Montebello residents who want to attend a citywide Neighborhood Watch meeting will no longer have very far to go. Last week, the Montebello Police Department held their first-ever virtual Neighborhood Watch meeting on Facebook Live, bringing the community-based, crime prevention program right into residents’ homes, or wherever they access the popular social media site.
Sgt. Marc Marty, Corp. Maria Chavez and Officer Scott Howard, who make up Montebello PD’s Community Relations Unit (CRU), answered questions and addressed the concerns posted by dozens of viewers watching the live event on Feb. 8.
Sgt. Marty explained they got the idea for hosting the virtual meeting after seeing how a larger social media presence resulted in a bigger turnout at the department’s annual National Night Out event last August.
The CRU – or “crew” as they pronounce it – explained that their role is to build a better relationship with the community.
“Not that our relationship is bad, but I think we need to continue to build the dialogue,” Marty told their virtual audience last week. “This is where we start the dialogue, but we continue it when we see you out in public.”
While one of the community relations unit’s goals is to improve communications between the police department and the public, other top objectives include crime prevention and educating the public on what they can do to help officers do their job.
To that end, residents will next month have an opportunity to meet the officers in person during a Neighborhood Watch seminar March 1 at the city’s senior center. Officer Howard explained the event would provide residents with tips and tools on how to start a Neighborhood Watch on their residential block.
The department is encouraging the city’s large Spanish speaking population to attend, and has arranged to provide translation services for those who need it.
During last week’s Facebook Live Neighborhood Watch event, many of those who posted comments expressed concern over recent vehicle break-ins.
Howard attributed some of that rise to reduced jail sentences brought on by Proposition 47.
“We can’t change that, but what we can change is to help prevent the crime from happening in the first place,” he said, emphasizing the importance of checking to make sure car doors are locked and removing valuables from vehicles.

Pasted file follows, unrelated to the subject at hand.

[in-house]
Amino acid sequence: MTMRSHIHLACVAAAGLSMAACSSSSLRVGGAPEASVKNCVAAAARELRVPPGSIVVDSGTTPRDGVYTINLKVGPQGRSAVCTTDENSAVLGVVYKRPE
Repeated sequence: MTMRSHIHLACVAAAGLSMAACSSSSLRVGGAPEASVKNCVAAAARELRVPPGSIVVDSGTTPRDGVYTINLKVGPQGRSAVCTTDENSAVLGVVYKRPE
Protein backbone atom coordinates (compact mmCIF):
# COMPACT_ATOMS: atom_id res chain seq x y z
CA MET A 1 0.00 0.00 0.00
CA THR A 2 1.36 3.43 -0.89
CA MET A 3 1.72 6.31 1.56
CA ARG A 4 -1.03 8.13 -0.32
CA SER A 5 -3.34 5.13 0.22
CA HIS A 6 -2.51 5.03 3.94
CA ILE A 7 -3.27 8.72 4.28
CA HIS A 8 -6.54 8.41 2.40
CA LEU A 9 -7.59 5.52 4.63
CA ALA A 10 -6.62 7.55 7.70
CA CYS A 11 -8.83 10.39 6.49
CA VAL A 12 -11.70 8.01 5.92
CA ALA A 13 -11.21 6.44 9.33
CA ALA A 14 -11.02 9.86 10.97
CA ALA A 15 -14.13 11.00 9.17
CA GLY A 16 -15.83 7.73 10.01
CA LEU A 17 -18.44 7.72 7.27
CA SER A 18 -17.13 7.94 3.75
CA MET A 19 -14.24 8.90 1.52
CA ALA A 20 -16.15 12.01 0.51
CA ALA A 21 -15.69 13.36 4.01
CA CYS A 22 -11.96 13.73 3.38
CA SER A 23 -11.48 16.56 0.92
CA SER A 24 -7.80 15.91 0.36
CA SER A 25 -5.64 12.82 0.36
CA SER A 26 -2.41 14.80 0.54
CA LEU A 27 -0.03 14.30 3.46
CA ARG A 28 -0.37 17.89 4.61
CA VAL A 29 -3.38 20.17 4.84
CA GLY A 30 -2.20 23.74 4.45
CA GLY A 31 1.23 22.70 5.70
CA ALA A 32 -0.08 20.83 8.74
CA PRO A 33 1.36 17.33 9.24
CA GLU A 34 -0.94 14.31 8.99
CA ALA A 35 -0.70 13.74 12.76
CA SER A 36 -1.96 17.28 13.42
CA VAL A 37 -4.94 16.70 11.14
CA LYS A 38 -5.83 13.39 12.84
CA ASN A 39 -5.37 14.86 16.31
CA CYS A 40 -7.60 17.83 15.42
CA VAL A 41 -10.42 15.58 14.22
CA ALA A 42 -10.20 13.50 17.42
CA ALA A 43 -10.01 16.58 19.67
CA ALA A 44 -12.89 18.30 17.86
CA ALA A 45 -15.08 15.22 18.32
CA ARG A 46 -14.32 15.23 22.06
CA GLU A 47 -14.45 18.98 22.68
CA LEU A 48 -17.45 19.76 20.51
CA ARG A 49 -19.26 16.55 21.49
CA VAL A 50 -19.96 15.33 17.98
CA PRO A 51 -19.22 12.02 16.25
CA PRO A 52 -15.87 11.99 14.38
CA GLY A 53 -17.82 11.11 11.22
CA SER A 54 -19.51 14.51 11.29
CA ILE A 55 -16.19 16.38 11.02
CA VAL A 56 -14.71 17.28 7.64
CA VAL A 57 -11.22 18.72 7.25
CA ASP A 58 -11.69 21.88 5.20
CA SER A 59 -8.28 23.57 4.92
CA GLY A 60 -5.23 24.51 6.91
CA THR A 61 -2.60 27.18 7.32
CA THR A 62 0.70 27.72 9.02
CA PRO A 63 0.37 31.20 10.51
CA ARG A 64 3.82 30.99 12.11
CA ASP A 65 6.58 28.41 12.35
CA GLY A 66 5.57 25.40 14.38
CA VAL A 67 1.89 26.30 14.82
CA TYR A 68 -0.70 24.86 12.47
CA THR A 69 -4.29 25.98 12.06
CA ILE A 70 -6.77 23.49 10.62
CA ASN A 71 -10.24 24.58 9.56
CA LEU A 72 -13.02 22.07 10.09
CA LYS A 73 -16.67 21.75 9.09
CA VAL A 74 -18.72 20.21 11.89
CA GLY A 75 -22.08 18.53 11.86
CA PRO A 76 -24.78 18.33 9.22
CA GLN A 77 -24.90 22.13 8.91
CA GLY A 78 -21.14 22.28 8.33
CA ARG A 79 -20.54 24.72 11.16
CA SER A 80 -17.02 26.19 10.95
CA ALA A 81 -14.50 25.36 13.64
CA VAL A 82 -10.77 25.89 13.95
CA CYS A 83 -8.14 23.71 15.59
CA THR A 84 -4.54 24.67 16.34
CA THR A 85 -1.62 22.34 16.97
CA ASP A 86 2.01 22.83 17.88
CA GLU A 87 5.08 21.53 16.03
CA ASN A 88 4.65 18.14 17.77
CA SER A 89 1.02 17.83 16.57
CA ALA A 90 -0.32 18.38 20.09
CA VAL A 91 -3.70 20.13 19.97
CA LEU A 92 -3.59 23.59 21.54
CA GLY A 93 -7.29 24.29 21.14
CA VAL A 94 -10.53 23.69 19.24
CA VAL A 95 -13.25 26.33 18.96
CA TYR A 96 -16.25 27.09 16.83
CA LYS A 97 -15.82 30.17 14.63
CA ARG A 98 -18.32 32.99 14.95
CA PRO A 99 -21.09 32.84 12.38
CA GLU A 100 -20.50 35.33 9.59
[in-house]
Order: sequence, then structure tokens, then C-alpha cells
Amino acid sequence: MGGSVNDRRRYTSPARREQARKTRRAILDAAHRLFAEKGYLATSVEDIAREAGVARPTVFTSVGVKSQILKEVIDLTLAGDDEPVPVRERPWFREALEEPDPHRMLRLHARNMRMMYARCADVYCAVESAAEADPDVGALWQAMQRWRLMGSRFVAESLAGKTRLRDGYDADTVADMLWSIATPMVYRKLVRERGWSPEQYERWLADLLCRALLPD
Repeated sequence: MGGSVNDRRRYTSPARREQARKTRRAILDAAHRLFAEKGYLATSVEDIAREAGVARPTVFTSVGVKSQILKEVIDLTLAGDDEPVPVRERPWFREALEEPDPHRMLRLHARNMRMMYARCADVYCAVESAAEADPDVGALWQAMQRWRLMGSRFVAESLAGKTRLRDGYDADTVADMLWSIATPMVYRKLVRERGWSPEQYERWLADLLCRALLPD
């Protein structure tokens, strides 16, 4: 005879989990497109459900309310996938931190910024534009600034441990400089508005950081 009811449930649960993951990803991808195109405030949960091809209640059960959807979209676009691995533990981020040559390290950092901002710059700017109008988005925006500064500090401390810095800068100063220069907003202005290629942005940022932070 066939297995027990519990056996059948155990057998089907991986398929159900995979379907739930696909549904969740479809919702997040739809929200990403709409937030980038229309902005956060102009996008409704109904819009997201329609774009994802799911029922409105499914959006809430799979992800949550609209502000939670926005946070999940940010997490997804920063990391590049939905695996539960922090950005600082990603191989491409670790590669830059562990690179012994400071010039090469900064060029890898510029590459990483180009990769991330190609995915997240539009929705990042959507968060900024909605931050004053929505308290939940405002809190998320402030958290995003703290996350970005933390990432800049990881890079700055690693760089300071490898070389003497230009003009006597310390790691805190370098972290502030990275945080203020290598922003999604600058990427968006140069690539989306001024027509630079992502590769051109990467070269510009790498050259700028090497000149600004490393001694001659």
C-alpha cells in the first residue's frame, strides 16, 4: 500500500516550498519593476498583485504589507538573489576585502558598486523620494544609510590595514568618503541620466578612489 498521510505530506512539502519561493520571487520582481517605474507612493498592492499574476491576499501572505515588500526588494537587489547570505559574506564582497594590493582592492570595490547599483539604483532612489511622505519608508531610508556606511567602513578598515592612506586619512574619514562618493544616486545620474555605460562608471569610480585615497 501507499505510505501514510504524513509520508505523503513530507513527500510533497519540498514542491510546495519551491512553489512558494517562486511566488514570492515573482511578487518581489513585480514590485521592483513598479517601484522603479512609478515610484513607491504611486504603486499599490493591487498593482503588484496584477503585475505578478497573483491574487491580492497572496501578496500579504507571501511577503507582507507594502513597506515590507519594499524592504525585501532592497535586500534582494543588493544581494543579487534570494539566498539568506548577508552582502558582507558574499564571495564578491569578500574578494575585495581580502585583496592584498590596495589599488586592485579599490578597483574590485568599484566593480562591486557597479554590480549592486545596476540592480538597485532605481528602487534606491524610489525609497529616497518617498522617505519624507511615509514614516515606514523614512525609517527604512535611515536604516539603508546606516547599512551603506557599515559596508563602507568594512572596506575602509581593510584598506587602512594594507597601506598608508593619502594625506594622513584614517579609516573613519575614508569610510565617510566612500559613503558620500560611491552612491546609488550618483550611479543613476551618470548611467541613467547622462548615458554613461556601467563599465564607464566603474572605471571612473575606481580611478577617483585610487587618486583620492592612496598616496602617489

“You are one broken window away from everything being taken,” Howard reminded viewers.
Officers also answered questions about the city’s growing homeless population, speeding, double parking and 911 calls.
“We are doing our best with the man power we have,” said Marty, explaining that the department is down 17 officers. The city currently has nine open officer positions and eight current officers are either out for training or injured, he said, noting that fewer officers on duty makes their job harder.
“Those concerned that they don’t see enough officers on patrol, the truth of the matter is we don’t have a lot of officers out there,” said Marty. “Not as many as people think.”
He assured, however, that officers with the community relations unit are not just sitting in an office; They still monitor the radio and respond to calls, he said.
The officers encouraged residents to volunteer for citizen patrols and to attend upcoming training sessions to help with patrolling.
The live-streamed event also received comments from people not all that happy with the department, but even then, the three officers answered questions about police beatings and racial profiling.
Howard advised viewers to take a video and to call the police department and ask to speak to the watch commander if they believe they have witnessed an officer mistreating someone.
“If you see something, say something,” said Marty. “We don’t cover anything up.”
Many of those posting comments said they are happy to see the department being progressive and thinking outside the box.
“Thanks for doing this! Dragging Montebello into the 21st century,” wrote Diana Ashkenasy.
“Thank you for reaching out to the community and for your service day in and day out,” wrote Helen Ligh.
Officers advised viewers of other resources available to them, recommending they sign up for the free Nixle alert system used by many law enforcement and emergency service agencies, and the neighborhood connection app Next Door. They also urged residents to follow the Montebello Police Department on Facebook and Twitter, adding they plan to continue interacting with the public in other ways, such as attending chamber events, visiting businesses.
The department is also in the process of getting their website built, according to Marty, who said they hope to create a central hub for all the information they distribute. With thousands of views, Marty said the department plans to hold more live events in the future.
“We’re trying to be transparent,” he said. “We want to show you we are human just like you.”